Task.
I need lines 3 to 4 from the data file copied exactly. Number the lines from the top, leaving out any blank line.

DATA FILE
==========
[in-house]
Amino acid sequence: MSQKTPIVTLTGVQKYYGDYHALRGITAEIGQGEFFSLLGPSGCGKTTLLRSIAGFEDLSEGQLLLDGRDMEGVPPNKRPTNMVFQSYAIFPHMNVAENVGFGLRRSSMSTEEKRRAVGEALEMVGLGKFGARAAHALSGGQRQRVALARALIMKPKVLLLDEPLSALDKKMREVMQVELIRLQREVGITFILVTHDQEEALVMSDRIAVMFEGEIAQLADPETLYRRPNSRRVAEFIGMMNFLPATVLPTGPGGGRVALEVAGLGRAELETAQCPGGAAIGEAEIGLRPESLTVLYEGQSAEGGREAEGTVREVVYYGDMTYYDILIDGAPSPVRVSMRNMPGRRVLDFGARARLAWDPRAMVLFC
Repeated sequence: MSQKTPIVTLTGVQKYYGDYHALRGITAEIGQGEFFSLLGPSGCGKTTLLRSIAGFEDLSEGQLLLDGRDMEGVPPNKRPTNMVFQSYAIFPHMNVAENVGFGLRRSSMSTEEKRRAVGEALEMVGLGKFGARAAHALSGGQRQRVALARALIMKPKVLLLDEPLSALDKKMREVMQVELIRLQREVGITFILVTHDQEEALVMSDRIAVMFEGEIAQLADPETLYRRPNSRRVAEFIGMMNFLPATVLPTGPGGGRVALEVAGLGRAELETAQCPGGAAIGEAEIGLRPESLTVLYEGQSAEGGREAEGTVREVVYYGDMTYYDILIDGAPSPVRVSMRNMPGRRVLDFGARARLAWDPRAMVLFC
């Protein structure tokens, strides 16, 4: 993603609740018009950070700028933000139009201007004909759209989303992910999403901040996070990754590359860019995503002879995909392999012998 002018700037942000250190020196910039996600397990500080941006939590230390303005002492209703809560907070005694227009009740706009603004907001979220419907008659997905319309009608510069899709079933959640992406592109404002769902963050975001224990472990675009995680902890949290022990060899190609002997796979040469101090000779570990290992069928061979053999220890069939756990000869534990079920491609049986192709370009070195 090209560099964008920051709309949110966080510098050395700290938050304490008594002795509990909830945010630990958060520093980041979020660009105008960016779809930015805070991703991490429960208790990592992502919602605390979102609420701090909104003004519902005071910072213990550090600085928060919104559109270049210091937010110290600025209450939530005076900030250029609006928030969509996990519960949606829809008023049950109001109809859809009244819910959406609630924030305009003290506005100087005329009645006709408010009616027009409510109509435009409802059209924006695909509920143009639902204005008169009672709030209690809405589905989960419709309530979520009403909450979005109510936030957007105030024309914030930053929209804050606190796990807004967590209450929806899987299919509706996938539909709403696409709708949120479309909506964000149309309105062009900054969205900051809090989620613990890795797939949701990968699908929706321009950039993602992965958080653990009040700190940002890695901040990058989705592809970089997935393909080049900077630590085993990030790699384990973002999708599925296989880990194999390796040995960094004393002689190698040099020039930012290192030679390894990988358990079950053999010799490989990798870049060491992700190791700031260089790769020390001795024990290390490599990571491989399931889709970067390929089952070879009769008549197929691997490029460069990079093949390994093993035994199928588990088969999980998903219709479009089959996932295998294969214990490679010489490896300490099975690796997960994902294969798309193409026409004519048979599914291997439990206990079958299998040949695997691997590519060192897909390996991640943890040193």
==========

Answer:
Repeated sequence: MSQKTPIVTLTGVQKYYGDYHALRGITAEIGQGEFFSLLGPSGCGKTTLLRSIAGFEDLSEGQLLLDGRDMEGVPPNKRPTNMVFQSYAIFPHMNVAENVGFGLRRSSMSTEEKRRAVGEALEMVGLGKFGARAAHALSGGQRQRVALARALIMKPKVLLLDEPLSALDKKMREVMQVELIRLQREVGITFILVTHDQEEALVMSDRIAVMFEGEIAQLADPETLYRRPNSRRVAEFIGMMNFLPATVLPTGPGGGRVALEVAGLGRAELETAQCPGGAAIGEAEIGLRPESLTVLYEGQSAEGGREAEGTVREVVYYGDMTYYDILIDGAPSPVRVSMRNMPGRRVLDFGARARLAWDPRAMVLFC
């Protein structure tokens, strides 16, 4: 993603609740018009950070700028933000139009201007004909759209989303992910999403901040996070990754590359860019995503002879995909392999012998 002018700037942000250190020196910039996600397990500080941006939590230390303005002492209703809560907070005694227009009740706009603004907001979220419907008659997905319309009608510069899709079933959640992406592109404002769902963050975001224990472990675009995680902890949290022990060899190609002997796979040469101090000779570990290992069928061979053999220890069939756990000869534990079920491609049986192709370009070195 090209560099964008920051709309949110966080510098050395700290938050304490008594002795509990909830945010630990958060520093980041979020660009105008960016779809930015805070991703991490429960208790990592992502919602605390979102609420701090909104003004519902005071910072213990550090600085928060919104559109270049210091937010110290600025209450939530005076900030250029609006928030969509996990519960949606829809008023049950109001109809859809009244819910959406609630924030305009003290506005100087005329009645006709408010009616027009409510109509435009409802059209924006695909509920143009639902204005008169009672709030209690809405589905989960419709309530979520009403909450979005109510936030957007105030024309914030930053929209804050606190796990807004967590209450929806899987299919509706996938539909709403696409709708949120479309909506964000149309309105062009900054969205900051809090989620613990890795797939949701990968699908929706321009950039993602992965958080653990009040700190940002890695901040990058989705592809970089997935393909080049900077630590085993990030790699384990973002999708599925296989880990194999390796040995960094004393002689190698040099020039930012290192030679390894990988358990079950053999010799490989990798870049060491992700190791700031260089790769020390001795024990290390490599990571491989399931889709970067390929089952070879009769008549197929691997490029460069990079093949390994093993035994199928588990088969999980998903219709479009089959996932295998294969214990490679010489490896300490099975690796997960994902294969798309193409026409004519048979599914291997439990206990079958299998040949695997691997590519060192897909390996991640943890040193």